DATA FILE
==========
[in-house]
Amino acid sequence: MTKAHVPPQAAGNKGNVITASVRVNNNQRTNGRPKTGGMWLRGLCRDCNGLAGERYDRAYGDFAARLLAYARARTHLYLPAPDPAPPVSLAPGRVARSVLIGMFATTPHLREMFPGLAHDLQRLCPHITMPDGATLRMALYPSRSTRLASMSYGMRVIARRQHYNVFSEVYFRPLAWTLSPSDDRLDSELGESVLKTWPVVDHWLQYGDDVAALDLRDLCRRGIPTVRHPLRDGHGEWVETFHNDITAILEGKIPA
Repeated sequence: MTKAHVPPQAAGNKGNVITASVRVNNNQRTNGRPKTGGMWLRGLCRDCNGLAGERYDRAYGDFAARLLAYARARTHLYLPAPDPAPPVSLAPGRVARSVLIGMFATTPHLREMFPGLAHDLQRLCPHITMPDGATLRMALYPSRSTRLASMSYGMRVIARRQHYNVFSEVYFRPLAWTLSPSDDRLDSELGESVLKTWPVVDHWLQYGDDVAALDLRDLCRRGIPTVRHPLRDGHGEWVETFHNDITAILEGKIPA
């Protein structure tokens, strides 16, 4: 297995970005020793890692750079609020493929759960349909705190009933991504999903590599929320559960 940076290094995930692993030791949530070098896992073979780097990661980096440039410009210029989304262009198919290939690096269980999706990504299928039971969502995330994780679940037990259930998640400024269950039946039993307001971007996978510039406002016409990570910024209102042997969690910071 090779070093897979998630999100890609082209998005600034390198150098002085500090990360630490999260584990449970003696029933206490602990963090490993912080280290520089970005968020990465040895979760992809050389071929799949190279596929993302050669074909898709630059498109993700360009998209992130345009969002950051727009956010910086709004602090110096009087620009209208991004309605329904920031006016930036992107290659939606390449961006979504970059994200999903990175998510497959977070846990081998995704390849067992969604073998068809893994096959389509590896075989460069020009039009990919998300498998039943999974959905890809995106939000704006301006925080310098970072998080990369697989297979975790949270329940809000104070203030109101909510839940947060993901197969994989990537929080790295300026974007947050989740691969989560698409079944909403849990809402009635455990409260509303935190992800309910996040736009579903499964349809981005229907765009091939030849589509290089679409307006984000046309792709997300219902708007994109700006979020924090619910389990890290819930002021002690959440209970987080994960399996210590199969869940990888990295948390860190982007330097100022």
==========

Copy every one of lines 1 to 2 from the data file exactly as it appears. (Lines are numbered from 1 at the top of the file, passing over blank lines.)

[in-house]
Amino acid sequence: MTKAHVPPQAAGNKGNVITASVRVNNNQRTNGRPKTGGMWLRGLCRDCNGLAGERYDRAYGDFAARLLAYARARTHLYLPAPDPAPPVSLAPGRVARSVLIGMFATTPHLREMFPGLAHDLQRLCPHITMPDGATLRMALYPSRSTRLASMSYGMRVIARRQHYNVFSEVYFRPLAWTLSPSDDRLDSELGESVLKTWPVVDHWLQYGDDVAALDLRDLCRRGIPTVRHPLRDGHGEWVETFHNDITAILEGKIPA